Travel Log 14: “Global Connections; Rites of Separation” by Connor LaChapelle. Heidelberg, Germany.

After the last four and a half months here in Heidelberg, Germany, I sit here on my favorite bench overlooking my favorite view, while contemplating this quote. In order to comprehend this proverb, I now pose the question to myself, “what is the purpose of studying abroad?” The answer to this very inquiry is what indicates whether we have reached this ‘world within.’ Slimbach’s ‘world within’ is the connectivity that exists amongst the global community. It is a realization that few travelers make, but that those that do will lead lives that will be forever more enriched. This world is actually a state of mind; one that is accessed by intentional travel and active listening. The last trip I went on was to the Greek island of Crete. It was during this trip that I discovered the wonders of what intentional or what I call, deliberate, travel. The purpose of this traveling to this destination, I told myself, was to this particular beach and also to taste this specific Cretan wine. Upon accomplishing these tasks, I felt a sense of fulfillment that I hadn’t know existed prior to that excursion. Although the purpose of this travel was simple, the achievement felt oddly special. It felt this way because I was finally not wandering.

Learning is just like deliberate travel; we must have a destination. Slimbach writes, “external experience may occupy most of our waking hours, but we ultimately live from the depths of our being – our intentions, ideas, and impulses.” (Slimbach, 53) Humans are the products of their experiences, but as Slimbach suggests, they are more the sum of their intentions, ideas, and impulses. I believe that the author unknowingly hit a major point in this sentence that speaks to many of the global problems he address in Becoming World Wise. There is not enough emphasis place on the intentions of individuals or communities. Take, for example, the idea of success. A boy grows up in a lower income household, and all he knows is that he wants more. As that boys becomes a man and becomes educated, his aim is not on something that can be measured. There is no ceiling or destination. This is how America has become lost in the global community.  This is why America breeds materialism and entitlement. If that same boy were to have been taught to practice intentional travel, learning and living, then maybe his goal as a child would simply be to afford to put a meal on the table for his family at every meal. Maybe it would be to own a nice house, or even an expensive boat. The point is that if this boy has that specific attainable goal in mind, then he will be less likely to get lost on his way to success.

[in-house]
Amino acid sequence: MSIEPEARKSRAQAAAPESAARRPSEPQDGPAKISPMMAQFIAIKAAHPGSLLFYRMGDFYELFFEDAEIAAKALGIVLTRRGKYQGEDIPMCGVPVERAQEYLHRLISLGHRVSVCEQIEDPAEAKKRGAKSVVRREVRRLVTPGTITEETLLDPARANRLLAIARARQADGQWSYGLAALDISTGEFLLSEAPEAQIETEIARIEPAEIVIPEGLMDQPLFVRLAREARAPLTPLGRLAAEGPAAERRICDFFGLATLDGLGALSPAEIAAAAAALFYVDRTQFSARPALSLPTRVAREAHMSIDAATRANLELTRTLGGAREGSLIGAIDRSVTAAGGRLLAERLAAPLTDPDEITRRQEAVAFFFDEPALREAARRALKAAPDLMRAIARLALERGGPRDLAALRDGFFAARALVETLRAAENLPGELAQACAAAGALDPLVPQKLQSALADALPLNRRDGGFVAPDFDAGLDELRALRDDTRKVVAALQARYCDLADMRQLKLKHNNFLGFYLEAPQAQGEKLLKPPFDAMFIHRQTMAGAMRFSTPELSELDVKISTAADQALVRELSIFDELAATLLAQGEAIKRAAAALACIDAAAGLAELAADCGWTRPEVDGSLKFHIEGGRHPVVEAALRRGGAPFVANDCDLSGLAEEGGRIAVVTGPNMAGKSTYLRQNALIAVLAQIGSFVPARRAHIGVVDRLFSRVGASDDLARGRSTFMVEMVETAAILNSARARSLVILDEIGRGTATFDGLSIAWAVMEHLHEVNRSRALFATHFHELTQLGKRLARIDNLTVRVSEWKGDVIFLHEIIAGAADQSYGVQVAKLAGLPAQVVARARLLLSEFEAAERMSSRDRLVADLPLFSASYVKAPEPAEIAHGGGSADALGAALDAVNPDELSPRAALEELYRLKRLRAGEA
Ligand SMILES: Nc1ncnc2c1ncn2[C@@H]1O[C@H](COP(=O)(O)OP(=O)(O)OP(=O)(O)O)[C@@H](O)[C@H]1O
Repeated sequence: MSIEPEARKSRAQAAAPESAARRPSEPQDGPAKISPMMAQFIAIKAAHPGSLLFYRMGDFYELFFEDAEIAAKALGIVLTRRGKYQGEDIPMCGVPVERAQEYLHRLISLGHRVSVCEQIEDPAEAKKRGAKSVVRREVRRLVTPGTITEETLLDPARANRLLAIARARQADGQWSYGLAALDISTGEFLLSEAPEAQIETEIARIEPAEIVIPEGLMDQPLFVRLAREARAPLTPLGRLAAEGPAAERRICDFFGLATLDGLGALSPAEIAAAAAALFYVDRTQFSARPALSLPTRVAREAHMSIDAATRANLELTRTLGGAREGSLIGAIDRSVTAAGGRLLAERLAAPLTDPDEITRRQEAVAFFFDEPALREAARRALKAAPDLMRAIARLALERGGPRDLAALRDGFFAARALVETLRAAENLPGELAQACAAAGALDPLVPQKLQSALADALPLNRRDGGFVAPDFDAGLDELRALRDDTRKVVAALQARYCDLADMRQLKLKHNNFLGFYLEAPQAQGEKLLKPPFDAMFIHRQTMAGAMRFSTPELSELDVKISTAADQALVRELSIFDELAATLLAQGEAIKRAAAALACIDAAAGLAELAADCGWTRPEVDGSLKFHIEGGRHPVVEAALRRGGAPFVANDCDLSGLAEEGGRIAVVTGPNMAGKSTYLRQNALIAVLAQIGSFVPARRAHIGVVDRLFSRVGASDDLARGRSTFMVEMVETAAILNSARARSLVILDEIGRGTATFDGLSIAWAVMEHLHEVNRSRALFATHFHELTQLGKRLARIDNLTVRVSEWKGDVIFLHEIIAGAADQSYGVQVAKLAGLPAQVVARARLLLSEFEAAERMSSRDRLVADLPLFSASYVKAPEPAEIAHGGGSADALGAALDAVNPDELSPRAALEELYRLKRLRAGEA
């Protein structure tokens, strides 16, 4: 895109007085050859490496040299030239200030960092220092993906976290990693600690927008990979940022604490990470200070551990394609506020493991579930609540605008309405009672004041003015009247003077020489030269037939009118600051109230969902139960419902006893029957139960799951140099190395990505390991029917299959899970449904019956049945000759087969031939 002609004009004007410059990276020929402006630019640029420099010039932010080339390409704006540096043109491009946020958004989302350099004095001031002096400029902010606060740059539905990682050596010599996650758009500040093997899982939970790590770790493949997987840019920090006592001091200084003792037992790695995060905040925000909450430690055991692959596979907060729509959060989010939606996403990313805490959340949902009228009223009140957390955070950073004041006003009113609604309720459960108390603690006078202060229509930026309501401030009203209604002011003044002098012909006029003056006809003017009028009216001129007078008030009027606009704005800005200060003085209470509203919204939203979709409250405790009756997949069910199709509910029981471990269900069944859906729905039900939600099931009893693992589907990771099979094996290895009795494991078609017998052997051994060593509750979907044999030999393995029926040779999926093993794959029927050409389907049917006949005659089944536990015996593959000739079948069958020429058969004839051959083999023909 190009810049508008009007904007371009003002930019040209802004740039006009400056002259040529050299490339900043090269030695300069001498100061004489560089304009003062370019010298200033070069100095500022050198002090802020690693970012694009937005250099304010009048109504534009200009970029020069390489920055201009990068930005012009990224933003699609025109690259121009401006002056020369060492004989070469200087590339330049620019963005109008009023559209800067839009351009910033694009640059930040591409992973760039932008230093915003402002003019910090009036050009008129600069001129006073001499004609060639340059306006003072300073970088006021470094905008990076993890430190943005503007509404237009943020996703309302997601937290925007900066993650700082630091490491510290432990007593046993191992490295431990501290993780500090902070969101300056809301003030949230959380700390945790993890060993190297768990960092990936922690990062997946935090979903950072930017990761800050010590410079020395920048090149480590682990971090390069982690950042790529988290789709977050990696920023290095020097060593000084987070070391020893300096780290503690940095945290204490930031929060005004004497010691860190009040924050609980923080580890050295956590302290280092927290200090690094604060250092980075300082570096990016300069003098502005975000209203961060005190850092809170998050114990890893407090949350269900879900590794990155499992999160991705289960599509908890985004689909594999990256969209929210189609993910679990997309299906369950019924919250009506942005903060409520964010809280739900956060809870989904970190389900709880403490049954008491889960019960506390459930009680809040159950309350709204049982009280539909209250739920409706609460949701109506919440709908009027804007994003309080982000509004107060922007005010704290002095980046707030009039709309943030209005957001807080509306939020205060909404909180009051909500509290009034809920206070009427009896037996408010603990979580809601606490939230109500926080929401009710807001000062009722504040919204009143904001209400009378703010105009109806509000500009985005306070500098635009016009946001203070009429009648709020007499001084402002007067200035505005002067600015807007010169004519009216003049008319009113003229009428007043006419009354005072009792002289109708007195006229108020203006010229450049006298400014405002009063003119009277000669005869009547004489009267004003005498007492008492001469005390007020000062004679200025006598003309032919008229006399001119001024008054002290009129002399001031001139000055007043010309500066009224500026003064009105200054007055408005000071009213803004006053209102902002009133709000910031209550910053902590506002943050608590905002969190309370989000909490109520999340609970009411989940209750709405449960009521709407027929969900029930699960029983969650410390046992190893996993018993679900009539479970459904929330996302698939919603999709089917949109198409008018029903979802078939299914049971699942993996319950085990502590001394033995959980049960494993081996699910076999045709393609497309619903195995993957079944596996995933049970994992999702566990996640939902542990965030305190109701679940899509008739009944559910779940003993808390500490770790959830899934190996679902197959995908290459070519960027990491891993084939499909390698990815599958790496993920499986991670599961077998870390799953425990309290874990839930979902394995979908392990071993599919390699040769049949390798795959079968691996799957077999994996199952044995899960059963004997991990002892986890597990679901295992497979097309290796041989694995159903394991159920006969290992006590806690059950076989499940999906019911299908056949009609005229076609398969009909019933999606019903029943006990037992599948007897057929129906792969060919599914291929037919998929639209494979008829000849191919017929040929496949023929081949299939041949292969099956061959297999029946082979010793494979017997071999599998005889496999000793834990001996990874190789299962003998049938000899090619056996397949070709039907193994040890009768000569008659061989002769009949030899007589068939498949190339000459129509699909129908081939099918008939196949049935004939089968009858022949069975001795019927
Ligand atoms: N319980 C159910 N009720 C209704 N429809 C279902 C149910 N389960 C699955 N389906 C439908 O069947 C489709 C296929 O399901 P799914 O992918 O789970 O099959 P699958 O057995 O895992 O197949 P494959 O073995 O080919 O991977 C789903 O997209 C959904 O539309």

As the time grows near where I will be departing I am actually excited to say goodbye because I am looking forward to exploring the depths of the friendships I have made by putting space between us. We are going out to dinner to celebrate the times we’ve had and toast to new revelations and adventures. It feels like a finale of sorts, an event I will remember more the collection of events that prefaced it. As I prepare to leave this place, my emotions are pushing to take over the helm of my thoughts. I know this is healthy for me, because it is something I haven’t experienced it before. My cognition has never before been in the passenger seat, and it has somewhat made me car sick in a way. What is has given me is a new perspective on life.

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